A date in February 2015 was fixed for his BAP, and then, after recommendation, Dr Levanway became an ordinand at St Stephen’s House, Oxford, where he focused on his ministerial training and writing his Ph.D. His wife, Allie, a singer-songwriter who performs as Alva Leigh, was able to continue with her musical career while living at St Stephen’s House. Dr Levanway was ordained at St Paul’s Cathedral in July last year, and is serving his title at All Saints’, Fulham.

 

BBC/Richard WeaverThe Revd Matthew Cashmore, who was featured in the BBC2 series A Vicar’s Life

IT IS after a candidate’s BAP that the most appropriate training will be discussed. Across the country, there exists a wide choice of part-time courses, residential courses, and distance-learning schemes. Along the way, there will be guidance from the DDO and the diocesan bishop. Much depends on the candidate’s academic background. Some will be recent theology graduates, others will be returning to study after many years in employment. Training involves a mix of academic work and practical secondments, often in unfamiliar territory.

Mrs Foreman and her husband, Jamie, a freelance film-maker, had no family ties; so she opted for a full-time residential course at Cranmer Hall, Durham. Her three years were divided between parish placements and academic studies, which led to a bachelor’s degree.

After her BAP, Mrs Windsor spent the next two years teaching for three days a week, and studying on the Oxford Ministry Course for the other two days. This meant an overnight stay. “After seven years studying through the Open University, I wanted to be learning alongside others,” she says.

In January 2014, Mr Cashmore was invited to attend a BAP in May. “Everything seemed very slow, but I learned to appreciate the pace,” he says. He was working at the time in a high-pressure and well-paid publishing job. By September, he had started training part-time in Oxford diocese, but quickly began to think that he was only “dipping his toes in the water. I was not making a sacrifice, I was pursuing a hobby.”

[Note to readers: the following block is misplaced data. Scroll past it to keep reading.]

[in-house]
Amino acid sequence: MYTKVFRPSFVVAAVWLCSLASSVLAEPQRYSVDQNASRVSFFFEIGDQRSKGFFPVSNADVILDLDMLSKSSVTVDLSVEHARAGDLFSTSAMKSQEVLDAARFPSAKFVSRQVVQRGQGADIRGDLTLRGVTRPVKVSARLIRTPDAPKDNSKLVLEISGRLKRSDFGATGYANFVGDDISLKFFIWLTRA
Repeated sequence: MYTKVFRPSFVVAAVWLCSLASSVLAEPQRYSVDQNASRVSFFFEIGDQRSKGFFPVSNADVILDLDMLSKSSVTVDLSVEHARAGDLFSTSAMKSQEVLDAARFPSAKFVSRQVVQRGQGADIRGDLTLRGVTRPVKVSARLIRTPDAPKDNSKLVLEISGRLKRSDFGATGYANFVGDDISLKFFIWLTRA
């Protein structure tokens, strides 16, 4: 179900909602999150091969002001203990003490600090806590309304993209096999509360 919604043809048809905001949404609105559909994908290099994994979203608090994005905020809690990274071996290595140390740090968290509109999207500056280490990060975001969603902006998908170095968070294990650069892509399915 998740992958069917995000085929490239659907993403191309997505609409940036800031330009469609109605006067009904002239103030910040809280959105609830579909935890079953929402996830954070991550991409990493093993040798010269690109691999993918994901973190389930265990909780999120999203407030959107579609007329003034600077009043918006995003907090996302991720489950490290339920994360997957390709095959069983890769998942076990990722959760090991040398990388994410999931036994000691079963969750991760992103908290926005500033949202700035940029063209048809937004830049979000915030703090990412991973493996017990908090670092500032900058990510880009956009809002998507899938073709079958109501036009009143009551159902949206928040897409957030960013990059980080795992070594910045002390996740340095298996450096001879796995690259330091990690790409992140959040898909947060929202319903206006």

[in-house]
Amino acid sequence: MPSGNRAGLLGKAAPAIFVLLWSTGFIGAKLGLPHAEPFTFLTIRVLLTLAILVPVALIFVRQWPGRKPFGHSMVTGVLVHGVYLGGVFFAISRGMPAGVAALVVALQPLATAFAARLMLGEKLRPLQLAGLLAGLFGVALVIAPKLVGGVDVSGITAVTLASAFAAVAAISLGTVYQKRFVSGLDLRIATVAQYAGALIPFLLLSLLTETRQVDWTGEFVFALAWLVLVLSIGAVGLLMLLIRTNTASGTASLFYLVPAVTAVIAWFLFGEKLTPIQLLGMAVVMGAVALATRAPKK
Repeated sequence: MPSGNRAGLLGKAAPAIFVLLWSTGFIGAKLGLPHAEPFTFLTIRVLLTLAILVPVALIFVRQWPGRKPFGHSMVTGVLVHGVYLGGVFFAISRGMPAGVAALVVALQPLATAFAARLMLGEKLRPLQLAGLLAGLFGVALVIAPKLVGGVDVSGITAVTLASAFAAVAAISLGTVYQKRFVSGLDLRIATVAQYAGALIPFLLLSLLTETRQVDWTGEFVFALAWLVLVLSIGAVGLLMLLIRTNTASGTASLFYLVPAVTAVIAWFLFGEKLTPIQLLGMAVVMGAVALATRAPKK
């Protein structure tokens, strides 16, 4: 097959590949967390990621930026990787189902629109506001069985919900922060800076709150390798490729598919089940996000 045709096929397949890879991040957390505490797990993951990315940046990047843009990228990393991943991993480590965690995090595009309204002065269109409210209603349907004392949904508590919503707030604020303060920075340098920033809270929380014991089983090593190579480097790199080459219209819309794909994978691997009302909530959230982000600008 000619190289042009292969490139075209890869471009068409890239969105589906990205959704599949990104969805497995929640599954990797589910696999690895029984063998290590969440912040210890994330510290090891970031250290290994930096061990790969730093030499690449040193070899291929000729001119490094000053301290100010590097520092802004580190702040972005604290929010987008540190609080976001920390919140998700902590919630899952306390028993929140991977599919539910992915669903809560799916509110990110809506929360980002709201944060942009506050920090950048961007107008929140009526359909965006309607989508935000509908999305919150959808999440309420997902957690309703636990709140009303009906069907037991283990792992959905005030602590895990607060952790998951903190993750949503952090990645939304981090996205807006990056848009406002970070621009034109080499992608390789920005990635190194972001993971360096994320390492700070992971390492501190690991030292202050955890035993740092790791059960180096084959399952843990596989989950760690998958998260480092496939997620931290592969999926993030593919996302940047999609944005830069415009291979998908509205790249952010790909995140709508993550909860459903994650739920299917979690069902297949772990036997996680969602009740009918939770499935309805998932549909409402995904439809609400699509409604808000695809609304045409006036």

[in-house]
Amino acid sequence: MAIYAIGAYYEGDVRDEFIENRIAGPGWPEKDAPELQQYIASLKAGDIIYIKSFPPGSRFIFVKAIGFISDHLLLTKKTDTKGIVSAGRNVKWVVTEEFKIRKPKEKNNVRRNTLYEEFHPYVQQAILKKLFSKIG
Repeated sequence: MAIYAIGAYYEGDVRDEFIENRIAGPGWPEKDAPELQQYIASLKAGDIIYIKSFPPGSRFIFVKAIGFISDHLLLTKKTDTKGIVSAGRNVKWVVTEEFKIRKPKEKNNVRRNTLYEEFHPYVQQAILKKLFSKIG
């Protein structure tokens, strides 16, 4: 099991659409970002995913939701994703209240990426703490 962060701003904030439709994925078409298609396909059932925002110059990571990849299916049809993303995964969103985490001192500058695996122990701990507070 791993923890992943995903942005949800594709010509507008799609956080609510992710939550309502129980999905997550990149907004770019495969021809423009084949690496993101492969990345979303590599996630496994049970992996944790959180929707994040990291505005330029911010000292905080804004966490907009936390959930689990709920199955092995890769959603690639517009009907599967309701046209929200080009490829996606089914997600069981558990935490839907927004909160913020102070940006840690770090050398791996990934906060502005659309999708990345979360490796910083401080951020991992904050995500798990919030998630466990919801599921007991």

By December, he had given up his job, and by the middle of the next year was studying full-time at Ripon College, Cuddesdon, and reading for a degree from Durham University. His studies were modular, interspersed with parish experience.

He was destined, he assumed, for ministry in the Oxford diocese, but, when his wife was offered a job in Hereford, he found himself being ordained deacon by the Bishop of Hereford and joining the West Hereford Team, where he featured in the BBC2 series A Vicar’s Life (TV, 26 January). Edmund, whose birth marked the start of his father’s journey to ordination, is now five years old.

Mrs Osborn’s first meeting with her DDO was in November 2014, and her BAP was in April 2015. She trained over two years on the Eastern Region Ministry Course with the Cambridge Theological Foundation. Her journey from meeting her DDO to ordination had lasted three years.

Three years is a typical length of time, though as these stories show, the whole process can take from two to seven years, or even longer. And, although potential candidates can enter training with a huge range of experiences of life, following different promptings, the path of testing and exploring their vocation is a well-trodden route.